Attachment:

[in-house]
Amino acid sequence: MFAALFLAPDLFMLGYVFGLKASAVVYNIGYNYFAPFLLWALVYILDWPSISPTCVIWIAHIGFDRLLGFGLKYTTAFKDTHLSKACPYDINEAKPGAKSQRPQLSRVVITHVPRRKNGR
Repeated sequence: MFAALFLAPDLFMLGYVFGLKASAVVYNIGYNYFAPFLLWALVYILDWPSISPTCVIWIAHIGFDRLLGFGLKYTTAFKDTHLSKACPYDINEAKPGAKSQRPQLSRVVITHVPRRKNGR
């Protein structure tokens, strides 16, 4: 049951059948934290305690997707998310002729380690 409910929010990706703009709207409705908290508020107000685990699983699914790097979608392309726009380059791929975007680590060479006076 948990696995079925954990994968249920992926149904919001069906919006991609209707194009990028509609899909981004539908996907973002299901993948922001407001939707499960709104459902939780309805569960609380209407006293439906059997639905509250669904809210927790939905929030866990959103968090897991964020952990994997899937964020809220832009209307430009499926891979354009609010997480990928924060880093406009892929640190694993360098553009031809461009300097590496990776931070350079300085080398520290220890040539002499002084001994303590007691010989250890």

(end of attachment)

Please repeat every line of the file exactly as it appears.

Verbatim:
[in-house]
Amino acid sequence: MFAALFLAPDLFMLGYVFGLKASAVVYNIGYNYFAPFLLWALVYILDWPSISPTCVIWIAHIGFDRLLGFGLKYTTAFKDTHLSKACPYDINEAKPGAKSQRPQLSRVVITHVPRRKNGR
Repeated sequence: MFAALFLAPDLFMLGYVFGLKASAVVYNIGYNYFAPFLLWALVYILDWPSISPTCVIWIAHIGFDRLLGFGLKYTTAFKDTHLSKACPYDINEAKPGAKSQRPQLSRVVITHVPRRKNGR
């Protein structure tokens, strides 16, 4: 049951059948934290305690997707998310002729380690 409910929010990706703009709207409705908290508020107000685990699983699914790097979608392309726009380059791929975007680590060479006076 948990696995079925954990994968249920992926149904919001069906919006991609209707194009990028509609899909981004539908996907973002299901993948922001407001939707499960709104459902939780309805569960609380209407006293439906059997639905509250669904809210927790939905929030866990959103968090897991964020952990994997899937964020809220832009209307430009499926891979354009609010997480990928924060880093406009892929640190694993360098553009031809461009300097590496990776931070350079300085080398520290220890040539002499002084001994303590007691010989250890």